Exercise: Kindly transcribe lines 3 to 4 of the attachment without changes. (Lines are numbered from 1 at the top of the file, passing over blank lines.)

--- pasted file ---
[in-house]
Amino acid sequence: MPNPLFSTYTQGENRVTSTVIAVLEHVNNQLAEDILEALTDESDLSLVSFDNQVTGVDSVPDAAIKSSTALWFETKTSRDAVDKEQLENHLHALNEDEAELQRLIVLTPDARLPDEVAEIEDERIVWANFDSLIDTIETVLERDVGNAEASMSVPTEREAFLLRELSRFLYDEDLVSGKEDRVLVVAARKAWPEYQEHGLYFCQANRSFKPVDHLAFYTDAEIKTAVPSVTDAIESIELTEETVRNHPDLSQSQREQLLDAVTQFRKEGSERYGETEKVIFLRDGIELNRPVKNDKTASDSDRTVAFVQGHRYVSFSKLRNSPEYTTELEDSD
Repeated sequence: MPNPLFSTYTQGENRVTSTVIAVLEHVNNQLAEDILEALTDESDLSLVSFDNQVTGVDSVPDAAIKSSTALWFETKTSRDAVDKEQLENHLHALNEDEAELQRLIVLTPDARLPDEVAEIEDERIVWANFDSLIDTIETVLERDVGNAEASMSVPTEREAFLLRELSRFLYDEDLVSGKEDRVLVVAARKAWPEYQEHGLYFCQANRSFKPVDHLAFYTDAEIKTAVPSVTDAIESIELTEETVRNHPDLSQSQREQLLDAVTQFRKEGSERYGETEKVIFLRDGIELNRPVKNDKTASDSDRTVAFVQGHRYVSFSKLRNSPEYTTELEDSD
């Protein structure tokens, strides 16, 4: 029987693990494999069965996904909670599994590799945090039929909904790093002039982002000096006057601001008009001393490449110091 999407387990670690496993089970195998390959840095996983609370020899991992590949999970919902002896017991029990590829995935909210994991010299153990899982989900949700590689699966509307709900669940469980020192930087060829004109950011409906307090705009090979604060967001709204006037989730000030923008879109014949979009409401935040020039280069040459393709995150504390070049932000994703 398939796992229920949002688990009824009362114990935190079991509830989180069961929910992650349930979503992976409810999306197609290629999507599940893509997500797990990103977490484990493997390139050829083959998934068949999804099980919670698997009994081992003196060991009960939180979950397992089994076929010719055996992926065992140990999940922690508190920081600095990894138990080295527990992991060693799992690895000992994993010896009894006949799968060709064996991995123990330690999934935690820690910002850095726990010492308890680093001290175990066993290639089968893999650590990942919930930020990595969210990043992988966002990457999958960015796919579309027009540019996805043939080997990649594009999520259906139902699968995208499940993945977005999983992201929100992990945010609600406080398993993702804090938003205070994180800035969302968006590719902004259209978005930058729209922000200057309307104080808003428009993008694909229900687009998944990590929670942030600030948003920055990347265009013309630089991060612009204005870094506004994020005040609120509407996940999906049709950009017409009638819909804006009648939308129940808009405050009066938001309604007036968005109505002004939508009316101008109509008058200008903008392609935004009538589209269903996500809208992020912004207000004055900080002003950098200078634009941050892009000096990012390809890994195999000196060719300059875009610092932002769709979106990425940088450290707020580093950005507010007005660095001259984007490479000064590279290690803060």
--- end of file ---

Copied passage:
Repeated sequence: MPNPLFSTYTQGENRVTSTVIAVLEHVNNQLAEDILEALTDESDLSLVSFDNQVTGVDSVPDAAIKSSTALWFETKTSRDAVDKEQLENHLHALNEDEAELQRLIVLTPDARLPDEVAEIEDERIVWANFDSLIDTIETVLERDVGNAEASMSVPTEREAFLLRELSRFLYDEDLVSGKEDRVLVVAARKAWPEYQEHGLYFCQANRSFKPVDHLAFYTDAEIKTAVPSVTDAIESIELTEETVRNHPDLSQSQREQLLDAVTQFRKEGSERYGETEKVIFLRDGIELNRPVKNDKTASDSDRTVAFVQGHRYVSFSKLRNSPEYTTELEDSD
């Protein structure tokens, strides 16, 4: 029987693990494999069965996904909670599994590799945090039929909904790093002039982002000096006057601001008009001393490449110091 999407387990670690496993089970195998390959840095996983609370020899991992590949999970919902002896017991029990590829995935909210994991010299153990899982989900949700590689699966509307709900669940469980020192930087060829004109950011409906307090705009090979604060967001709204006037989730000030923008879109014949979009409401935040020039280069040459393709995150504390070049932000994703 398939796992229920949002688990009824009362114990935190079991509830989180069961929910992650349930979503992976409810999306197609290629999507599940893509997500797990990103977490484990493997390139050829083959998934068949999804099980919670698997009994081992003196060991009960939180979950397992089994076929010719055996992926065992140990999940922690508190920081600095990894138990080295527990992991060693799992690895000992994993010896009894006949799968060709064996991995123990330690999934935690820690910002850095726990010492308890680093001290175990066993290639089968893999650590990942919930930020990595969210990043992988966002990457999958960015796919579309027009540019996805043939080997990649594009999520259906139902699968995208499940993945977005999983992201929100992990945010609600406080398993993702804090938003205070994180800035969302968006590719902004259209978005930058729209922000200057309307104080808003428009993008694909229900687009998944990590929670942030600030948003920055990347265009013309630089991060612009204005870094506004994020005040609120509407996940999906049709950009017409009638819909804006009648939308129940808009405050009066938001309604007036968005109505002004939508009316101008109509008058200008903008392609935004009538589209269903996500809208992020912004207000004055900080002003950098200078634009941050892009000096990012390809890994195999000196060719300059875009610092932002769709979106990425940088450290707020580093950005507010007005660095001259984007490479000064590279290690803060």